Don’t mistake your Facebook Page for a website.  Websites dispense information about who you are, what you sell, why it’s good, and how to contact you.   Facebook Pages engage in conversation so that you know what’s trending in your niche and can start conversations in that niche as an opinion leader.  Then your fans become an advocacy group for your product or service — spreading the word about you.

Don’t piss off page owners by “subtly” promoting your own stuff on their page. I hate this and the fans see right through it.  I’ve had politicians, tour guides, travel writers, venue operators and destination marketers put up posts and  comments on my pages promoting themselves, their products or services.  They must figure they have a captive “niche” audience to sell to …. when actually, their posts become like white noise – and they publicly demonstrate that they don’t know people really use Facebook.  Promoting yourself on another Page is a sure way to get bad conversation going about you – and alienate a whole sect of opinion leaders in your niche.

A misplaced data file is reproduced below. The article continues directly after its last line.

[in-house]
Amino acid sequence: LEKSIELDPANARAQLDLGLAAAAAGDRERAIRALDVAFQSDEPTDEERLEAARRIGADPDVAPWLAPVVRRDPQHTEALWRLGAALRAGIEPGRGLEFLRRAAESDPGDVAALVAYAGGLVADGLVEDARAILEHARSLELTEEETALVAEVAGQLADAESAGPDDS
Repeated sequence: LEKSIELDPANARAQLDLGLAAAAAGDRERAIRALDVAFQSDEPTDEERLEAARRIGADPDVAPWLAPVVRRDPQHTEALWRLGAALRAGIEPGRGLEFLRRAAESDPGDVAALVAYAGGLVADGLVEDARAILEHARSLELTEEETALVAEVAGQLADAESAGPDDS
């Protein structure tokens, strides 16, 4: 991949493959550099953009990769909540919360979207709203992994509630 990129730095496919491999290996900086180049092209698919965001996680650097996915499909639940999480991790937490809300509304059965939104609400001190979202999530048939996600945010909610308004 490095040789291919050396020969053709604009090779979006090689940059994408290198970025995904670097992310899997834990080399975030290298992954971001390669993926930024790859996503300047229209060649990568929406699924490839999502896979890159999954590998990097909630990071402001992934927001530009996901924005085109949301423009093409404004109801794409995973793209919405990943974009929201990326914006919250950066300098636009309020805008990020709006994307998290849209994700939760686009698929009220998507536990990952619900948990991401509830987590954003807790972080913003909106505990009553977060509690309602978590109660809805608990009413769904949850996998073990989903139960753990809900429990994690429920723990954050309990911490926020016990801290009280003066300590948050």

4 Comments Post a comment
  1. May 7 2012

    Very helpful information, Mindie. Thanks much!

    • May 8 2012

      Glad you could use the info, Fred. Good luck with that writing!

  2. Carol D'Agostino
    Sep 5 2012

    Thanks, Mindie. As always these are great tips. Thanks for sharing.

  3. Sep 6 2012

    Thanks for helping me understand how Facebook works Mindie. It makes so much sense.


Leave a comment

Note: HTML is allowed. Your email address will never be published.

Subscribe to comments